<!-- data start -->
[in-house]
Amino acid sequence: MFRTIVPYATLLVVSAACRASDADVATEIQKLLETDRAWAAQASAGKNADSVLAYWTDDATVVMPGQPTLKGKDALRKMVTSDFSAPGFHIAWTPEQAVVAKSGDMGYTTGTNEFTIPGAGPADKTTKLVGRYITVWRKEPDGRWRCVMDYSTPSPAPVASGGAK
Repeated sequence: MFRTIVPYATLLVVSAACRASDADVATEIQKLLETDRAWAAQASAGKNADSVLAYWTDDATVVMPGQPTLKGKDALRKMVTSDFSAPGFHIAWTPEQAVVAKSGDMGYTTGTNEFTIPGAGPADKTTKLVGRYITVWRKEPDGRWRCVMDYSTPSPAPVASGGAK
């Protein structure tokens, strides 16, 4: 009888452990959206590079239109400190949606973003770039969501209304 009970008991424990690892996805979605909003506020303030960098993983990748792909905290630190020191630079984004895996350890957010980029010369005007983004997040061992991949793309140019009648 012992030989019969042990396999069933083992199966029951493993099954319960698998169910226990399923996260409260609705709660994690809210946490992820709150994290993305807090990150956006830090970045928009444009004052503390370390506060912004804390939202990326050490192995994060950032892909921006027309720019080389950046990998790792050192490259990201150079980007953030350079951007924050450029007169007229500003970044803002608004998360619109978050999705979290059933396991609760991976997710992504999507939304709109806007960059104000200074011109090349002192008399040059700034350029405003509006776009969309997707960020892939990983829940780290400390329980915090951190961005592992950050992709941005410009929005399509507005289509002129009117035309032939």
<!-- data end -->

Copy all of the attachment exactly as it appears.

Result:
[in-house]
Amino acid sequence: MFRTIVPYATLLVVSAACRASDADVATEIQKLLETDRAWAAQASAGKNADSVLAYWTDDATVVMPGQPTLKGKDALRKMVTSDFSAPGFHIAWTPEQAVVAKSGDMGYTTGTNEFTIPGAGPADKTTKLVGRYITVWRKEPDGRWRCVMDYSTPSPAPVASGGAK
Repeated sequence: MFRTIVPYATLLVVSAACRASDADVATEIQKLLETDRAWAAQASAGKNADSVLAYWTDDATVVMPGQPTLKGKDALRKMVTSDFSAPGFHIAWTPEQAVVAKSGDMGYTTGTNEFTIPGAGPADKTTKLVGRYITVWRKEPDGRWRCVMDYSTPSPAPVASGGAK
């Protein structure tokens, strides 16, 4: 009888452990959206590079239109400190949606973003770039969501209304 009970008991424990690892996805979605909003506020303030960098993983990748792909905290630190020191630079984004895996350890957010980029010369005007983004997040061992991949793309140019009648 012992030989019969042990396999069933083992199966029951493993099954319960698998169910226990399923996260409260609705709660994690809210946490992820709150994290993305807090990150956006830090970045928009444009004052503390370390506060912004804390939202990326050490192995994060950032892909921006027309720019080389950046990998790792050192490259990201150079980007953030350079951007924050450029007169007229500003970044803002608004998360619109978050999705979290059933396991609760991976997710992504999507939304709109806007960059104000200074011109090349002192008399040059700034350029405003509006776009969309997707960020892939990983829940780290400390329980915090951190961005592992950050992709941005410009929005399509507005289509002129009117035309032939």